Piercing is a title that suggests all manner of stabbings and such, as opposed to an actual piercing. But this, the sophomore feature from The Eyes Of My Mother director Nicholas Pesce, features the self-piercing of a female nipple in excruciating close-up. You don’t need to have a pierced nipple to feel the pain of it, but it certainly doesn’t help matters.

Based on a novel by Ryû Murakami, the man responsible for the life-ruining Audition, the flick has just three principle characters; a guy and the two ladies who interact with him. Christopher Abbott (It Comes At Night) is Reed, a family man with an undisclosed but clearly present longing to murder evident from the introductory sequence, which sees his creepoid dad hovering over the crib containing his baby daughter, ice pick in hand.

In order to quell his burgeoning blood-lust, Reed decides to hire and kill a prostitute, as you do. Unfortunately, the woman he choose is Mia Wasikowska’s unhinged call-girl, who has more than a few secrets of her own. At first, she’s coy, even clingy, but once Reed appears uncomfortable rather than aroused, her suspicions are raised. Then things get really weird.

Piercing is proudly old school, in the tradition of the great psycho-sexual thrillers, and it doesn’t play around, clocking in at just 81 minutes total. The cast, comprising Abbott, Wasikowska, and Laia Costa (who broke out in the shot-in-one-take German thriller Victoria) is uniformly excellent. Costa has the toughest job, sitting at home on the phone, but she’s a skilled performer.

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Piercing Mia Wasikowska phone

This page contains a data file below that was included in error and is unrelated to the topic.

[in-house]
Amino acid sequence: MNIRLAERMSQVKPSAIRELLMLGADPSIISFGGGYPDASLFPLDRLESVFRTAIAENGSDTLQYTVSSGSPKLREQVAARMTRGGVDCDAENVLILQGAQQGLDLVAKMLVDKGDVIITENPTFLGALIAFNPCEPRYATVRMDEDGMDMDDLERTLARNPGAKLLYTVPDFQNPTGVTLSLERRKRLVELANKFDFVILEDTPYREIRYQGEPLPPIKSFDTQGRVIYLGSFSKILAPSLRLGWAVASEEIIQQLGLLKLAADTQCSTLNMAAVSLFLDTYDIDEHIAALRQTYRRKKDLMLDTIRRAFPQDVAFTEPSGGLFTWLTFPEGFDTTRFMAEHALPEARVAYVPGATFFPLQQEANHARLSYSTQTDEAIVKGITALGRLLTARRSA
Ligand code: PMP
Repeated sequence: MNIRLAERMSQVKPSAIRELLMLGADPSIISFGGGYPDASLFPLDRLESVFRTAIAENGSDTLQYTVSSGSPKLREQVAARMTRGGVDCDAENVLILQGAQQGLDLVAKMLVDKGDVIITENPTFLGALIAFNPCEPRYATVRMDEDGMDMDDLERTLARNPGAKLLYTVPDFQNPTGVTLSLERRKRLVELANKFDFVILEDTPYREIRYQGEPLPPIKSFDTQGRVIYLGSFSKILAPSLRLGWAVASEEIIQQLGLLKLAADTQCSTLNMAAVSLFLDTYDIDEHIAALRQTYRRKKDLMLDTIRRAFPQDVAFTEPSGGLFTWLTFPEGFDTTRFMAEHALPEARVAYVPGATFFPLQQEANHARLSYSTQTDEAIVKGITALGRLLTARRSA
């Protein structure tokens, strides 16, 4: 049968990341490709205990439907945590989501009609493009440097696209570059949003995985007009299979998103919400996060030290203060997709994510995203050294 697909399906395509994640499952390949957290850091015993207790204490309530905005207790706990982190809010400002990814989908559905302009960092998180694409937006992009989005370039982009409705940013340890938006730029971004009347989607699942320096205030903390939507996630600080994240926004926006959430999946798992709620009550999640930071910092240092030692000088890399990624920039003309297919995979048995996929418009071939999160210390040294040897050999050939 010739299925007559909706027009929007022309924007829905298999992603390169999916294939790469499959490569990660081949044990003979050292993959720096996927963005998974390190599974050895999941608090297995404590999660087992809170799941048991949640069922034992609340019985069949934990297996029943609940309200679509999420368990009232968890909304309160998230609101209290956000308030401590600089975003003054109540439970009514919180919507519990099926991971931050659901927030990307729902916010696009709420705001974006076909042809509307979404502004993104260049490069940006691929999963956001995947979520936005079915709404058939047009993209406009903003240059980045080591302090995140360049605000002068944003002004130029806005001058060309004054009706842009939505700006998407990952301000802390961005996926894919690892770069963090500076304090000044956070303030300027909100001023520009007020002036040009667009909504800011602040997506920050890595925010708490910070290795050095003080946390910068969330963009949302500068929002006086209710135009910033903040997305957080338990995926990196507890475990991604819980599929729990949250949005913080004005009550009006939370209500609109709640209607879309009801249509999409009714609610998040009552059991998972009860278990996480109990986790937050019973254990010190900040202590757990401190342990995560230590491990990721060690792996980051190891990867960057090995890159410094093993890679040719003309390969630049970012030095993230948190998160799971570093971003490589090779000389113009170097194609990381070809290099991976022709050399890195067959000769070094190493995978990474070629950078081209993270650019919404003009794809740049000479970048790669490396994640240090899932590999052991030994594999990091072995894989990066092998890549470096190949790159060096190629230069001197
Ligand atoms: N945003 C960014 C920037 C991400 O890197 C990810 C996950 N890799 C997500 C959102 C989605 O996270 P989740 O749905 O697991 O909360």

Rather than being a dumb, unassuming wife, her wily Mona is revealed to be in on the scheme, nonchalantly offering suggestions when Reed starts to lose his grip  on the situation. Abbott plays the wannabe murderer with a kind of pathetic resolve. A hilarious sequence even finds him psyching himself up to commit the act, practicing what he’s going to say, etc.

Split-screen is used to tremendous effect as he prepares for the hooker’s arrival, while she gets ready to leave her apartment, completely unaware of what she’s walking into. Of course, it turns out it’s Reed who’s underestimating how badly the situation is going to turn, his ignorance revealed in one horrifying moment as he walks in on her repeatedly stabbing herself in the leg.

The question of whether Reed has met his match is left unanswered, but it becomes clear, over the course of the flick, that he clearly isn’t the one in control as the unnamed prostitute drugs him, uses him as her plaything, dotes on him, demands his affection — all things that could be part of role-play but may just be elements of her own psychosis.

Wasikowska, using her own accent for once (last time I can remember her doing so was in Tracks, which is hugely underrated), is incredible here. She’s loopy and likeable, enigmatic and readable, in complete control and sadly lost. Her character could’ve been little more than a sexy cypher, but in Wasikowska’s skilled hands, she’s a woman writing her own story.

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Christopher Abbott and Mia Wasikowska in PiercingThe sound design in Piercing is impeccable, particularly in the moments when Reed is mimicking the murder as part of his practice session. Great care is given to presenting this weird world as familiar enough to feel safe and oddly off-kilter so it never quite resembles our own. It’s neither future nor past, but the setting is purely backdrop, not nearly as important as the central dilemma.

Overall, Piercing is visually arresting, deviously intoxicating, and completely messed up. Its ending (changed from the book) is glibly funny, and perfectly in keeping with the madness that’s come before. A cult hit in the making and a brilliantly bizarre follow-up to The Eyes Of My Mother. Pesce is one to watch for sure.

WICKED RATING: 7/10
Director(s): Nicolas Pesce
Writer(s): Ryû Murakami, Nicolas Pesce
Stars: Christopher Abbott, Mia Wasikowska, Laia Costa
Year: 2018
Release date: December 7, 2018
Studio/ Production Co: Borderline Films
Language: English
Length: 81 minutes
Sub-Genre: Psychological